If you’ve been hanging out on the corners of the internet that are obsessed with all things mechanical keyboard, you may have noticed some odd-looking designs: little rectangular boards with square keys in perfectly straight rows and columns. These are ortholinear keyboards, an interesting fad among the enthusiast crowd. What’s the deal? Let me explain for you.
Yesterday Google announced that it was shutting down Stadia Games and Entertainment, the in-house publisher and developer it had created to bring first-party games to Stadia. In the post it said that it was focusing its investment on Stadia’s platform and technology, not original content. A sentence or two later, it said high-profile hire Jade Raymond was leaving, too.
Multiple monitors are a popular way to boost your productivity. But how many is enough … or as it might be, too much? The answer is going to change based on a lot of factors. Your work or play style, your comfort level, your budget, and not least, your taste. There isn’t just one solution.
I jumped on the mechanical keyboard bandwagon the way a lot of people do, with a discounted Razer Blackwidow. That was six years ago. I honestly can’t tell you how many keyboards I’ve bought and built since then, because a lot of them have been deconstructed, “cannibalized” for parts to put into other keyboards. Because I am on a hunt.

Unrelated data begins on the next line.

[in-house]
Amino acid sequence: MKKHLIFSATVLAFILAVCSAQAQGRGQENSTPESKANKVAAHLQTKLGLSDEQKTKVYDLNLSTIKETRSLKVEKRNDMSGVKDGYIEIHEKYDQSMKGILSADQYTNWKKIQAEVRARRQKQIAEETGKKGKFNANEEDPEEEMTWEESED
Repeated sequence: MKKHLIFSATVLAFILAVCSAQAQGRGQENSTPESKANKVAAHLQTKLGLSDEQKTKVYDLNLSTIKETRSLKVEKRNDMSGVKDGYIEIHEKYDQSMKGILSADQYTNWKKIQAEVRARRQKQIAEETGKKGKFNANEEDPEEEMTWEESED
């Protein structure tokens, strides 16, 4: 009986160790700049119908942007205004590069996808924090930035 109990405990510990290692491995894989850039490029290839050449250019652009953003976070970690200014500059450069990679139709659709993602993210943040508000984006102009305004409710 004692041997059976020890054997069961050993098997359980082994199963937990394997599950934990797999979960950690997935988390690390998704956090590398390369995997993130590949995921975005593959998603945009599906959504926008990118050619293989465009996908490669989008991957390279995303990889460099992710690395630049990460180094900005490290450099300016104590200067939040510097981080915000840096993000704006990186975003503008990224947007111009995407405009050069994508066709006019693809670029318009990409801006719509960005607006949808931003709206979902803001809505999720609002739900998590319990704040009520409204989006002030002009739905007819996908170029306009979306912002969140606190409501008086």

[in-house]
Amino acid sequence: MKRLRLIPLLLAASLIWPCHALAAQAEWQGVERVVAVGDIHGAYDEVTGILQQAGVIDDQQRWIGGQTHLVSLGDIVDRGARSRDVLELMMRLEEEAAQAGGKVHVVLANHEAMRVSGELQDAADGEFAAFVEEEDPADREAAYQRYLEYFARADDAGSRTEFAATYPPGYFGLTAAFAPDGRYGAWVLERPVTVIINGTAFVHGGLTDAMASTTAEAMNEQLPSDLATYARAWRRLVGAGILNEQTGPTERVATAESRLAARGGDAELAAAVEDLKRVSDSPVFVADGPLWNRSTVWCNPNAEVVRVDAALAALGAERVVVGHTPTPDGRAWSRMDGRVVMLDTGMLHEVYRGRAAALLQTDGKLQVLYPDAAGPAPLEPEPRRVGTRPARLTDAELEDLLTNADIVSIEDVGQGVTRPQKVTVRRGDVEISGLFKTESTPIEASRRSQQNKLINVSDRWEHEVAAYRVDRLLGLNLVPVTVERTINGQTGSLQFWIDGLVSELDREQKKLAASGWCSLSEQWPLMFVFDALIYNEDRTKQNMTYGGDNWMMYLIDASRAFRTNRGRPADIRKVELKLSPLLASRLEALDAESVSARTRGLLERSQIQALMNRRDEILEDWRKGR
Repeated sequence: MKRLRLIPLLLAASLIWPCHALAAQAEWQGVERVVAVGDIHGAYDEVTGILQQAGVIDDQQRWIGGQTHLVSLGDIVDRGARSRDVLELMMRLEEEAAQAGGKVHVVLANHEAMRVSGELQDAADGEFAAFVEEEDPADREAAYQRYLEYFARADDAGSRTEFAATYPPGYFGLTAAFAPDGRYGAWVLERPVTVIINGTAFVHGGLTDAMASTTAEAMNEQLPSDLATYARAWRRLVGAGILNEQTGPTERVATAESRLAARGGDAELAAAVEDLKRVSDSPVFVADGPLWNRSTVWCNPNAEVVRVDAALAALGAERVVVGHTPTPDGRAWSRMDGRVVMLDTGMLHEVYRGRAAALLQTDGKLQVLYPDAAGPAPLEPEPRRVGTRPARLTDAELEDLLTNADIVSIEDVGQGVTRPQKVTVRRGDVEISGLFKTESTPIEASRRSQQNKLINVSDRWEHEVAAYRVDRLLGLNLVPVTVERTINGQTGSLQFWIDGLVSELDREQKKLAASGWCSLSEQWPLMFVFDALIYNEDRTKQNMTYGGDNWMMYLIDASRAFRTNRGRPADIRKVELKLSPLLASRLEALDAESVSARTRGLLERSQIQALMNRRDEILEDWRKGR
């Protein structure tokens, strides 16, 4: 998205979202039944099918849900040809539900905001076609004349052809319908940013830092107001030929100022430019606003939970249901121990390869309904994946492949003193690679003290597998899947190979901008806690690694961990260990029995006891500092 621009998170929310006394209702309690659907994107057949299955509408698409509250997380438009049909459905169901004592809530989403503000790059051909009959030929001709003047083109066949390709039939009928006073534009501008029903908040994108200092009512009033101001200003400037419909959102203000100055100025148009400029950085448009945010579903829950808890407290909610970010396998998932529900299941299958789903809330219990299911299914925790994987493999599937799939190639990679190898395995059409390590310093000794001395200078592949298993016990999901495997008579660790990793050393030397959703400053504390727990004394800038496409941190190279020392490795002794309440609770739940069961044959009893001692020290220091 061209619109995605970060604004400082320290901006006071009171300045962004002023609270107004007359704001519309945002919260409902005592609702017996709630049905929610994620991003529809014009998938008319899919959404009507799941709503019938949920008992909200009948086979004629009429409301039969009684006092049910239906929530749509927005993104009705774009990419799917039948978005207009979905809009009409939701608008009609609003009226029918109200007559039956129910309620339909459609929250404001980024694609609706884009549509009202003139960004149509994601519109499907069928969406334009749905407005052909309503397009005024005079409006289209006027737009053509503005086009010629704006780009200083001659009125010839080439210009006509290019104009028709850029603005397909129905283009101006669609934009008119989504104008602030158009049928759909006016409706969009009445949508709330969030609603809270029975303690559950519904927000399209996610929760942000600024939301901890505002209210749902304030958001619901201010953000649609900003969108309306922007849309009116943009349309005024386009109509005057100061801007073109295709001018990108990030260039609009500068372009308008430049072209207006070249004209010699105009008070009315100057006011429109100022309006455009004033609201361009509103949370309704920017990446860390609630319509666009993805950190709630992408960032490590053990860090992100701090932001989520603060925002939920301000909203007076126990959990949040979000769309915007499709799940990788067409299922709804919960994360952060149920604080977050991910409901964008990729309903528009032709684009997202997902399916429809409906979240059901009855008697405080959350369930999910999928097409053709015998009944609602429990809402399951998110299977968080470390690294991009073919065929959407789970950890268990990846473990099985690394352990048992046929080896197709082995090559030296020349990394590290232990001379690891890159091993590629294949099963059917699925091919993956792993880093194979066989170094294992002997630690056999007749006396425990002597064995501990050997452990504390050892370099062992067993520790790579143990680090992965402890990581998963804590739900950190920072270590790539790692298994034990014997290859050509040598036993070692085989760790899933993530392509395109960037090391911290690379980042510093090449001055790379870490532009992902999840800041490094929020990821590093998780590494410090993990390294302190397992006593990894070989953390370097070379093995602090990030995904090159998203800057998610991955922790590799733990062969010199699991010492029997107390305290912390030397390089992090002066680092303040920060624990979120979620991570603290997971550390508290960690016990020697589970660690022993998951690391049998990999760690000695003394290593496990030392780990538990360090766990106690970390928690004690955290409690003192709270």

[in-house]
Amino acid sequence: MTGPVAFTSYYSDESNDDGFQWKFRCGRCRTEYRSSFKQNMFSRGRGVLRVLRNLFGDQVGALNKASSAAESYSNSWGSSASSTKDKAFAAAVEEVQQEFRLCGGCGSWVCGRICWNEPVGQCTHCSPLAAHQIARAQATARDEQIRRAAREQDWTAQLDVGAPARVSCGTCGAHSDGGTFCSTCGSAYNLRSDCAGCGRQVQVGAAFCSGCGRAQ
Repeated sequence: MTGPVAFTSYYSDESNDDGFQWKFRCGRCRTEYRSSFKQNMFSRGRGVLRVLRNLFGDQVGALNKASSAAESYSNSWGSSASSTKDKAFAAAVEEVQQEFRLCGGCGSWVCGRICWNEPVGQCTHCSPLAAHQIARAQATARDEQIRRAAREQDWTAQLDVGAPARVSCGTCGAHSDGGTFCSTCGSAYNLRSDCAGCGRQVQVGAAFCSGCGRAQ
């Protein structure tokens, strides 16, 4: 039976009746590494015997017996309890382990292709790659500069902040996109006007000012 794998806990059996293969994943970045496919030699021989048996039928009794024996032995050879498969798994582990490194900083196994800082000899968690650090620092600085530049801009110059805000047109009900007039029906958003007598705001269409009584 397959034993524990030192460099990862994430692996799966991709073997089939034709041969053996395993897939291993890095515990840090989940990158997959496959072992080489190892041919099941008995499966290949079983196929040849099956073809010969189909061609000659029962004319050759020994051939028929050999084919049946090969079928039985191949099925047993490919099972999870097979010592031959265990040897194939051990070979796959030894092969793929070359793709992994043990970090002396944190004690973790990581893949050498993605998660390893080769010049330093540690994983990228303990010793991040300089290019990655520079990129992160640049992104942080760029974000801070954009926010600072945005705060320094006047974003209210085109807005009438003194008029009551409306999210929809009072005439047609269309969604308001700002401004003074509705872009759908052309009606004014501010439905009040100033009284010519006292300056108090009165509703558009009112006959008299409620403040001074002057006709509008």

The last console generation was marked by a push for ever “bigger” games. Bigger worlds, more complex systems, bigger multiplayer arenas, and of course, better and better graphics. But recent events have shown that there’s a point of diminishing returns when you widen the scope of development. Have we passed that point already?
When I tell people my job, I’m often asked, “what’s the least I should spend on a new phone?” The answer, if an admittedly pithy one, is “whatever your budget can afford.” With smartphones as with everything else, if you spend more, you get more. But if all you can afford is a $150 phone, then get a $150 phone.
Video games are a pretty big part of my life. I try to give most genres, if not individual games, a go. Some of them I can’t stand playing … but I still very much want to experience. It’s an interesting dichotomy: Games aren’t like movies, and you can’t sum up the whole in a couple of hours. So, reading it is.
Genshin Impact was a surprise hit this year, offering an appealing world and fun gameplay while being free to play. Many people jumped at the chance to enjoy this new title, but if you’ve held off or just recently heard of it, let’s go over the basics of what Genshin Impact is—and if it’s as free to play as it claims.
2020 has been … a lot. Despite the release of some fantastic new PC gaming hardware, no one could blame you if you want to skip a new GPU or high-powered laptop this year. But that’s okay: Some of the very best games released on the PC this year don’t need any discrete graphics card at all, and they’re playable even on older or low-power machines. Here are our favorites from 2020, ready to delight you on almost any Windows (and for some games, MacOS) machine.
We tend to think of Windows as an agnostic operating system. It works with just about any device that you buy, regardless of that device’s branding. But when it comes to smartphones, your Windows 10 PC is all about Android. In fact, Windows users should skip the iPhone and stick with Android for perks like desktop texting, wireless file transfer, and superb Office 365 integration.